France will head into recession by early next year as rising unemployment and the fallout of the financial crisis prove too much for the eurozone’s second largest economy, the national statistics agency predicted today.
In its twice-yearly economic outlook report, statistics agency Insee forecast the French economy will shrink by a worse-than-expected 0.8% in the fourth quarter, and by another 0.4% in the first quarter of 2009 – two consecutive quarters of economic decline being a common definition of recession.
The fourth quarter forecast is much worse than Insee’s October estimate of only a 0.1% drop in gross domestic product. For all of 2008, French economic growth will slow to 0.8%, down from 2.1% last year, Insee said.
Earlier this week, French credit insurer Euler Hermes forecast a decline in French GDP of 0.5% in 2009 and said consumer spending, the main driver of the French economy, should begin increasing again slowly, but only from the middle of next year.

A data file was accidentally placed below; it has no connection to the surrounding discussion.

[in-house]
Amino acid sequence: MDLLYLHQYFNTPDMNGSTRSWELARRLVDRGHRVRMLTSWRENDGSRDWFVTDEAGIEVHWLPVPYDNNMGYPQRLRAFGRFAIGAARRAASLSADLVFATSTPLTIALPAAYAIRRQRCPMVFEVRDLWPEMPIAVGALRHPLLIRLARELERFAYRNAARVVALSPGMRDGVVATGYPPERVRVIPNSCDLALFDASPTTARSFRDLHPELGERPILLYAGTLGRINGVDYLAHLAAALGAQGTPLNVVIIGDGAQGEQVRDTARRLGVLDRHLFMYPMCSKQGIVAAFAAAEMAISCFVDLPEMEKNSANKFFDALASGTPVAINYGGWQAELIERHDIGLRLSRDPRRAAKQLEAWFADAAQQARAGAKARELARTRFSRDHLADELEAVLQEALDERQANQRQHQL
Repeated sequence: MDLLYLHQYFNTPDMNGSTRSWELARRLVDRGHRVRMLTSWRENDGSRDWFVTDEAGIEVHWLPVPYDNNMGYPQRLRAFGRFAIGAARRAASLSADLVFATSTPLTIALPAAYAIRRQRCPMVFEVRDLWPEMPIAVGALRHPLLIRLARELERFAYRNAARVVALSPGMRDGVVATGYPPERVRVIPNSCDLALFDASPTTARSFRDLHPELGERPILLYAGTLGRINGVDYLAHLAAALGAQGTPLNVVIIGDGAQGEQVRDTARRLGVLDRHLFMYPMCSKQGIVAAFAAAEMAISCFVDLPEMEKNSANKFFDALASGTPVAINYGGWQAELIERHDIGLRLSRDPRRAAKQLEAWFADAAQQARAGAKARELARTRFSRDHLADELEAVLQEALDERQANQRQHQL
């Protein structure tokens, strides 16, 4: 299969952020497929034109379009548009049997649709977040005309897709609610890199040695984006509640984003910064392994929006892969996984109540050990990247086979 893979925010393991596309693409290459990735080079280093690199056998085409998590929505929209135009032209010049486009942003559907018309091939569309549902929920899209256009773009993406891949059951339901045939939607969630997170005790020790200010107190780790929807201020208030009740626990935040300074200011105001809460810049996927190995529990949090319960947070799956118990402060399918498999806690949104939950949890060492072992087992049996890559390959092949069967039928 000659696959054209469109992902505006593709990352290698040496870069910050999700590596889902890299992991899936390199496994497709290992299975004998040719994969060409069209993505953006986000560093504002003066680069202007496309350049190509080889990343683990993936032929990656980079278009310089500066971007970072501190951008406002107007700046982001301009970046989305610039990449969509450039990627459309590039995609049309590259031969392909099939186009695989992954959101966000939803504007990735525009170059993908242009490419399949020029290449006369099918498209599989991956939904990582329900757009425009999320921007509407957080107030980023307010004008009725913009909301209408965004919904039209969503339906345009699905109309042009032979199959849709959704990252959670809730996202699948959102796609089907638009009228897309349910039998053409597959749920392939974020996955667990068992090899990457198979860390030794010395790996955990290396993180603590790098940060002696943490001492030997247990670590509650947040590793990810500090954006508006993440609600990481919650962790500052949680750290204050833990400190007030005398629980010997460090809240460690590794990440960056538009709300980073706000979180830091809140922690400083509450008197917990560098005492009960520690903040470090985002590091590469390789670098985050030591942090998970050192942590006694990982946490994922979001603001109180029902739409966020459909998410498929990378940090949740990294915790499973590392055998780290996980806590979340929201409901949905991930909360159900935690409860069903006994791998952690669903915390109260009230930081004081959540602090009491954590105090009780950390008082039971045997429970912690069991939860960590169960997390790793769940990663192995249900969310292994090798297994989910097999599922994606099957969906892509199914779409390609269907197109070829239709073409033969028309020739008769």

France narrowly avoided falling into recession in the third quarter, posting 0.1% growth. But several of its European neighbours have already booked two quarters of negative growth – and as a group, the 15 nations that share the euro have been in a recession since the second quarter.
French exports are suffering due to the economic slowdown in its trading partners, Insee said. It forecast exports to fall in the fourth quarter of this year and the first half of 2009.
Meanwhile, unemployment in France is expected to rise to 8% in the second quarter of next year, up from 7.7% in the third quarter of 2008, Insee said.
Job losses in the non-agricultural private sector will reach 150,000 in the second half of 2008 and increase to 210,000 in the first half of next year, Insee said.